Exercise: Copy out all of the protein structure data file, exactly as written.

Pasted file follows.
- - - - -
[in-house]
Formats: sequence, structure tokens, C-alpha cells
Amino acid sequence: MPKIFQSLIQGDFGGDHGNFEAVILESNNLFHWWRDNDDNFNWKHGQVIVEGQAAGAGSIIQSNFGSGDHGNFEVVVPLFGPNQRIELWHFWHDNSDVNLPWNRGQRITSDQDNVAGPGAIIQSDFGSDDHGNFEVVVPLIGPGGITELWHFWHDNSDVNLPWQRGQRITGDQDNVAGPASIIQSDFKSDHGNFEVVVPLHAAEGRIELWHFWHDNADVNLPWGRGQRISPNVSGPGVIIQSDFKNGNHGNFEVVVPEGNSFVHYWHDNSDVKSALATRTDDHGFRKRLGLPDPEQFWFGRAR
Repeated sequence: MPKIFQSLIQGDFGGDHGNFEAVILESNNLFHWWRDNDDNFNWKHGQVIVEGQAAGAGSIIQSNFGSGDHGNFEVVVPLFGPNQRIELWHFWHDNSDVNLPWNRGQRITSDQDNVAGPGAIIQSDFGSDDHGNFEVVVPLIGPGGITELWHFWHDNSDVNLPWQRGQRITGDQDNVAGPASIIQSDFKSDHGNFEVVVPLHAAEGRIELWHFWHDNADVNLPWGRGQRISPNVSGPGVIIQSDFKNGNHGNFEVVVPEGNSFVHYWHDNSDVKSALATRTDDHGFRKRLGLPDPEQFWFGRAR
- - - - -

[in-house]
Formats: sequence, structure tokens, C-alpha cells
Amino acid sequence: MPKIFQSLIQGDFGGDHGNFEAVILESNNLFHWWRDNDDNFNWKHGQVIVEGQAAGAGSIIQSNFGSGDHGNFEVVVPLFGPNQRIELWHFWHDNSDVNLPWNRGQRITSDQDNVAGPGAIIQSDFGSDDHGNFEVVVPLIGPGGITELWHFWHDNSDVNLPWQRGQRITGDQDNVAGPASIIQSDFKSDHGNFEVVVPLHAAEGRIELWHFWHDNADVNLPWGRGQRISPNVSGPGVIIQSDFKNGNHGNFEVVVPEGNSFVHYWHDNSDVKSALATRTDDHGFRKRLGLPDPEQFWFGRAR
Repeated sequence: MPKIFQSLIQGDFGGDHGNFEAVILESNNLFHWWRDNDDNFNWKHGQVIVEGQAAGAGSIIQSNFGSGDHGNFEVVVPLFGPNQRIELWHFWHDNSDVNLPWNRGQRITSDQDNVAGPGAIIQSDFGSDDHGNFEVVVPLIGPGGITELWHFWHDNSDVNLPWQRGQRITGDQDNVAGPASIIQSDFKSDHGNFEVVVPLHAAEGRIELWHFWHDNADVNLPWGRGQRISPNVSGPGVIIQSDFKNGNHGNFEVVVPEGNSFVHYWHDNSDVKSALATRTDDHGFRKRLGLPDPEQFWFGRAR